<s>=(N+AFn[location,<f>])=>N=(<s>−AFn[location,<f>])

If multiple designated access devices (e.g., AD1 and AD2) detect the same noise source N, than the relationships above can be used to calculate the location of noise ingress. For example, using AD1 and AD4, the following relationships may be established.
(<s1>−AF1[location,<f1>])=N=(<s4>−AF4[location,<f4>])

Given that the noise reception levels at AD1 (e.g., <s1>) and AD4 (e.g., <s4>), the frequency data at AD1 (e.g., <f1>) and AD4 (e.g., <f4>) and the attenuation factor functions at AD1 (e.g., AF1) and AD4 (e.g., AF4) have been determined and may be retrieved from the tables in FIGS. 9B-9D, and all terms of attenuation factors are known from the tables in FIGS. 9E-9F, location of the noise ingress may be solved from the above relationship. When using two designated access devices, a single solution for location may be calculated. For example, formulas for AF1 and AF4 for a noise source in the location of segment S2 and in the frequency range of 5-42 MHz may be as follows:

AF1=-(200ft-loc*1dB/100ft)-4dBmV-0.1dBmV;=+(loc/100ft)*1dB-6.1dB; AF4=-(loc*1dB/100ft)-4dBmV-0.5dBmV-1dBmV-.5dBmV-1dBmV-0.5dBmV;=-(loc/100ft)*1dB-7.5dB;

where (loc=location=distance along S2 from T7).

Given a noise reception level at AD1 of <s1>=14.9 dB, and a noise reception level at AD4 of <s4>=11.5 dB, then location can be calculated as follows:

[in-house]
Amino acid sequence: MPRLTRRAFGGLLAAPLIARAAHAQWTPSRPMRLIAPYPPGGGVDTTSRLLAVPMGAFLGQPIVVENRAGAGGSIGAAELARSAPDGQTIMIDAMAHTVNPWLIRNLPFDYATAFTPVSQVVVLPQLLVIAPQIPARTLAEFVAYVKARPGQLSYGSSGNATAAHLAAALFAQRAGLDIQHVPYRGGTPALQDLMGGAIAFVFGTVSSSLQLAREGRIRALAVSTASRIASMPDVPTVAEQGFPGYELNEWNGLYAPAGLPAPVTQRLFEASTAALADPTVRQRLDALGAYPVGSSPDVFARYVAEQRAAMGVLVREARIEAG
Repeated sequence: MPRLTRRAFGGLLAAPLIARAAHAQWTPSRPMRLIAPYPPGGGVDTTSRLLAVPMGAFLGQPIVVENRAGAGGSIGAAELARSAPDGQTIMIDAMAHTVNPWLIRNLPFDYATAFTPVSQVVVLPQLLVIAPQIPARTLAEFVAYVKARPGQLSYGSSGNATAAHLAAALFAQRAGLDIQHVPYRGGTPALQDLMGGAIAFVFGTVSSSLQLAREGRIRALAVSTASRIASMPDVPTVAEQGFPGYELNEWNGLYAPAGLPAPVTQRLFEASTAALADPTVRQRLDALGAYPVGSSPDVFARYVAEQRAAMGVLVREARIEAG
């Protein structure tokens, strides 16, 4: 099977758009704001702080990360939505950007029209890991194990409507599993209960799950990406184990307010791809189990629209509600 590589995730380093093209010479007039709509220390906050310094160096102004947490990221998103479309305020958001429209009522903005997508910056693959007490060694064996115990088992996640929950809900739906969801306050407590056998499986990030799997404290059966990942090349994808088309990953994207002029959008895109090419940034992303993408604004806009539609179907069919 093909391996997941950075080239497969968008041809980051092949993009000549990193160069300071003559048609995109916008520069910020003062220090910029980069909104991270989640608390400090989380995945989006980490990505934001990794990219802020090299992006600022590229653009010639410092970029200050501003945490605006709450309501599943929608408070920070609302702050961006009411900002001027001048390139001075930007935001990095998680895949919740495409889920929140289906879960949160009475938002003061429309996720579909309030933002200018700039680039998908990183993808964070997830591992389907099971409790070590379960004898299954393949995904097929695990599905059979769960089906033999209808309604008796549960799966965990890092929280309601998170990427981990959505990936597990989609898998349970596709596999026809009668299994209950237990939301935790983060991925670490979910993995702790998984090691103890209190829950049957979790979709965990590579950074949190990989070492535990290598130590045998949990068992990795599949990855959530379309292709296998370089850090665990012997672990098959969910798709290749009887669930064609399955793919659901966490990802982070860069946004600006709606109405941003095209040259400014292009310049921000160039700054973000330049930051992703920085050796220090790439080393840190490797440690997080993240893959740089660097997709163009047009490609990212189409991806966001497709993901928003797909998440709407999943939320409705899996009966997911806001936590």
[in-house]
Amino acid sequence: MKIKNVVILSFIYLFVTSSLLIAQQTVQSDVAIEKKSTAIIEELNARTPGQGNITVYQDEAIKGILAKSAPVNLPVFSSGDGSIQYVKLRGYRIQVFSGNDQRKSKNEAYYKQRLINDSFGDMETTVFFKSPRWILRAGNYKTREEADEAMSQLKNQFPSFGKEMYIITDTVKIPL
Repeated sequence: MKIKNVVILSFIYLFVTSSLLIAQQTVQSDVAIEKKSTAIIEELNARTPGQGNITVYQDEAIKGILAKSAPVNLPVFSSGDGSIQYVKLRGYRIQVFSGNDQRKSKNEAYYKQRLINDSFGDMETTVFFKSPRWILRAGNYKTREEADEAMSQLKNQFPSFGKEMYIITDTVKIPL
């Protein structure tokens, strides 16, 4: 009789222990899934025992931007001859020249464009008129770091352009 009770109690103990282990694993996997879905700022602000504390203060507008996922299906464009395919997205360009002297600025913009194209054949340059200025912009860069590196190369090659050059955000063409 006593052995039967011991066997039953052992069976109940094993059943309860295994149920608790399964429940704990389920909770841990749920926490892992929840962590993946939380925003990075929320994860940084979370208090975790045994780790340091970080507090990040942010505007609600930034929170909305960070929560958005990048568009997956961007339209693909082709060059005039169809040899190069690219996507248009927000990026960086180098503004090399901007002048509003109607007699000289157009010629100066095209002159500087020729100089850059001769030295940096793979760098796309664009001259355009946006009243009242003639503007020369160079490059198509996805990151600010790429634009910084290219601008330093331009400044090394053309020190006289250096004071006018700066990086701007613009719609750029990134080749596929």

(14.9−(loc/100ft)*1dB+6.1dB)=(11.5+(loc/100ft)*1dB+7.5dB);

loc=location=100 ft from T7 on S2.

In various embodiments, the formula above or other relationships may be used for more than two designated access devices. In such a case, various algorithms may be used to calculate the best-fit solution for a location that satisfies the relationships.

In the various examples above, the frequency data (e.g., <f1> and <f4>) may be the same, since it is generated from the same noise source. In other embodiments, as previously noted with respect to FIG. 9F, various components may induce distortions in the frequency. In such cases, the frequency data at different access devices may be different. Nonetheless, using frequency parameters from the table in FIG. 9F, the distortions may be accounted for in the formulation of the attenuation factors.

In certain variations, the determined location of noise ingress may be transmitted to a remote device and/or displayed on an interactive map (e.g., FIG. 10) on a display device that provides a geospatial location (e.g., latitude, longitude) of the point of ingress. For example, one or more servers (e.g., analyzer 103) may perform the steps of FIGS. 8A and 8B, and transmit the location to a technician in the field for troubleshooting and correcting the problem of noise ingress.

The foregoing description of embodiments has been presented for purposes of illustration and description. The foregoing description is not intended to be exhaustive or to limit embodiments to the precise form disclosed, and modifications and variations are possible in light of the above teachings or may be acquired from practice of various embodiments. The embodiments discussed herein were chosen and described in order to explain the principles and the nature of various embodiments and their practical application to enable one skilled in the art to utilize the present invention in various embodiments and with various modifications as are suited to the particular use contemplated. All embodiments need not necessarily achieve all objects or advantages identified above. Any and all permutations of various features described herein are within the scope of the invention. For example, all steps in the processes of FIGS. 8A and 8B may not be performed, and the steps may be performed in a different order than how is illustrated and described.